Roy Vedolich, the lead prototype...
Roy Vedolich, the lead prototype technician at "teardown," the shop where dyno test mules are torn apart and reassembled, goes through the Coyote's extensive main bearing cap torquing regime. Roy is one of the guys who catches those real-world, tough-to-service items mechanics always complain about. Engine and transmission swap fans will be happy to know the engine mounts and bellhousing bolt pattern are carryovers from the 4.6 block. New is the rear crank-seal plate incorporating the crank trigger pickup.
Part of a new base engine is its longevity. With engine production life-spans often measured in decades it was important the Coyote had long-term breeding. Mike explained it: "We knew that someday there would be a DI version of this engine. We knew someday there would be a supercharged version of the engine. We knew that someday someone would want to do something on it," he explained. "So we wanted to make sure when we did the initial design work that it would be robust enough to not have to re-engineer the whole thing down the road and any subsequent programs would be very investment efficient and time efficient and so we did package DI injectors, we did really improve the bulkhead strength to take supercharging, we upgraded the cylinder head bolts and the main bearing bolts, all of that stuff ... We just wanted to make sure it was a good base going forward, that the architecture would last us the next 10 or 15 years."
And while you, the Mustang buyer, may not directly have had a seat at Ford's conference table, you still played a major role in deciding on a naturally aspirated V-8. Enthusiasts themselves, the Coyote team understands that overall the Mustang GT market is technologically conservative, or maybe we enthusiasts better understand there is no replacement for displacement. And so the team wanted to introduce the new engine in traditional, less-expensive, naturally aspirated dress.
But as we just heard, this doesn't mean the Coyote will always keep its traditional charms. The engine was engineered from the beginning for supercharging or EcoBoost, so why not EcoBoost the engine now?
"We were able to meet our objectives without it, and quite frankly, it's quite expensive," Mike educated. "On this platform, its $50 to do DI on the V-8 with two pumps and eight injectors ... And the other thing is, we only had two years to deliver it, from initially talking about it to spitting 'em out at the factory. It could have been potentially one of the technologies that tripped us up in terms of timing."
Even coolant distribution...
Even coolant distribution and block stress were goals, so it's no accident the Coyote block deck looks symmetrical, with evenly spaced, identically shaped water passages and 10 evenly spaced 12mm cylinder-head bolt holes. The three large, rectangular holes in the valley are PCV passages; the three slightly smaller passages on the lower edge of the deck are oil-drainback passages.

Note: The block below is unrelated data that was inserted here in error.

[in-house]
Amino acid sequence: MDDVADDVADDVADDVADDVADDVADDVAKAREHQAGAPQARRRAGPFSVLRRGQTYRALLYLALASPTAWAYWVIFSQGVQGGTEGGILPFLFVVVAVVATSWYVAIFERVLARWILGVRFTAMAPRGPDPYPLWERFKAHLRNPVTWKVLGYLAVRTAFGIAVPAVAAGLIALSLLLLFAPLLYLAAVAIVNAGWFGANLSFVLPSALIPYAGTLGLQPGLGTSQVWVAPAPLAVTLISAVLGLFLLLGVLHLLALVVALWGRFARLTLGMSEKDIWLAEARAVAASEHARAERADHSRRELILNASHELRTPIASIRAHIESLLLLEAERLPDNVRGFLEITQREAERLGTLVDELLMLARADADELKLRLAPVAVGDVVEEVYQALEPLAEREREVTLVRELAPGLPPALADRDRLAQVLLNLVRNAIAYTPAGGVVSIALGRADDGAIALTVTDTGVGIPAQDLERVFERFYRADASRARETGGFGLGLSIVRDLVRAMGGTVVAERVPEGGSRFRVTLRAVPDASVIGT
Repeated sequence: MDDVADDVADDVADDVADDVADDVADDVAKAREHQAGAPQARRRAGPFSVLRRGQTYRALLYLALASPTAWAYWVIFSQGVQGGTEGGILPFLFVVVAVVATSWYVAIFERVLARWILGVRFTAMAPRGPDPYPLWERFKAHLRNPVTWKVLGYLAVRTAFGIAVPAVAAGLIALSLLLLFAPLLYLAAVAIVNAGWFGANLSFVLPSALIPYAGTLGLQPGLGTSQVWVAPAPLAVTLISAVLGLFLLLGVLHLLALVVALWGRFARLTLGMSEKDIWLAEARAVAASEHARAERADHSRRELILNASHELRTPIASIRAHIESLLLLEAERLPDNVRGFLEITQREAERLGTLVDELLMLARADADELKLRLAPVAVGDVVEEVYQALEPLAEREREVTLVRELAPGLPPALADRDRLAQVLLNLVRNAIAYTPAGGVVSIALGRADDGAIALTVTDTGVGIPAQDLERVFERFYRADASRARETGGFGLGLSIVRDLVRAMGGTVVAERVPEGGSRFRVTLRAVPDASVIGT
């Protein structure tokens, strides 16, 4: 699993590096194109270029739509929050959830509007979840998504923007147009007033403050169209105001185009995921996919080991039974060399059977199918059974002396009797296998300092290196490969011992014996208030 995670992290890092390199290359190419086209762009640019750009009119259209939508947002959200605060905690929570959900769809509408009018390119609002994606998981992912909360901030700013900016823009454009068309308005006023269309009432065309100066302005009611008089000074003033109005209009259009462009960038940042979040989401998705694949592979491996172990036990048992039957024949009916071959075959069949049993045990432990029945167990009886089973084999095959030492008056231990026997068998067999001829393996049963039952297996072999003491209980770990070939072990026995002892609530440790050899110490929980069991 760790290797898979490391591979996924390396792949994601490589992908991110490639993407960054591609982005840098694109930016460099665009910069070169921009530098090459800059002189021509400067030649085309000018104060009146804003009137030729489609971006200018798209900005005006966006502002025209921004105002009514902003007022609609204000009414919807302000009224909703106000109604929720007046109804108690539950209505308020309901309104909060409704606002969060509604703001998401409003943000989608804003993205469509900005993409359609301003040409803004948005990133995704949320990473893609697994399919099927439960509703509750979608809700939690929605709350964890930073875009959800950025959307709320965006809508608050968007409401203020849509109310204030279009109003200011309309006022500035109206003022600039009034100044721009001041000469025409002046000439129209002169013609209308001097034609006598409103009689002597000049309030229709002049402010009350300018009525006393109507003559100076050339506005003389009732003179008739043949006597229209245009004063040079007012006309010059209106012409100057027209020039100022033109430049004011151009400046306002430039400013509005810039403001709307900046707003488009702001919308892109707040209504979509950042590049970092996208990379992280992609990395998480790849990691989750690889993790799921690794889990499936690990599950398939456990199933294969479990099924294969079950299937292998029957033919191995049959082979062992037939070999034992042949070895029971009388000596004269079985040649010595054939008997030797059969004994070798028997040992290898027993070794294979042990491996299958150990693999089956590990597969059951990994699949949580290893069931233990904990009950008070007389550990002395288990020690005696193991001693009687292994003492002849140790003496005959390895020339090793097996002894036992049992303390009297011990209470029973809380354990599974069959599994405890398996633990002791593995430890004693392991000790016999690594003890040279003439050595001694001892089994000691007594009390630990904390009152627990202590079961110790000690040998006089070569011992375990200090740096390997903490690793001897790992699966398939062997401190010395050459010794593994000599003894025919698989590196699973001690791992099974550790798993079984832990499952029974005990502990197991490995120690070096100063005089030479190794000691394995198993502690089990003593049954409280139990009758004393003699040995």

So, while 90 percent of Ford engines will boast boost by 2013, having the Mustang GT engine make power the conventional way costs less and better fits its market. Furthermore, as we'll see later, the Coyote team found ways of gaining much of the EcoBoost fuel economy and efficiency gains with zero extra cost. We think a crisp, naturally aspirated revver like the Coyote was definitely the right call for the Mustang, and think it will remain a fresh alternative in an increasingly turbo world.
Speed was also a hallmark of Coyote development. By the time Coyote had been approved there were only two years in which to design and build it-a full year less than normal. And a looming deadline can focus your thinking.
Gary Liimatta noted, "For this engine the decisions were made very quickly ... We had a very strong technical team, a small team with strong leadership. I just wanted to emphasize that all of the decisions in this program were made quickly because we had a philosophy of, 'We have to hit 400 horse' ... that aligned all of our activity. Everything that supported 400 horse went in, and ... if it didn't support the goal it didn't make the cut. And so we were very quick and nimble."
The strategic heavy ribbing...
The strategic heavy ribbing gives strength with less weight. The deep-skirt block is a low-pressure precision sand-casting made with the latest specification aluminum and heat-treating. The latter were described as detail improvements.
Even so, the hands-on work can only be hurried so much. The rest came out of the engineers' hides. Months of overtime and weekends went into make this engine happen in a hurry. So if you ever meet a Coyote engineer, be sure to say thanks.
Regardless of budget or time constraints, to reach their goals the Coyote team knew they would need every wrench in the toolbox. Gary described the teams strategy: "The power targets we had for the engine weren't going to be achieved by not trying to cover just about everything we could cover to make horsepower. So we looked at every single element. We canvassed our colleagues on what they had done, did benchmarking of our competitors, looked at SAE papers, partnered with some of the guys that are running NASCAR teams. 'How do you make horsepower?' 'What are some of the areas you look for over and above the usual cams and valves and all that sort of thing?"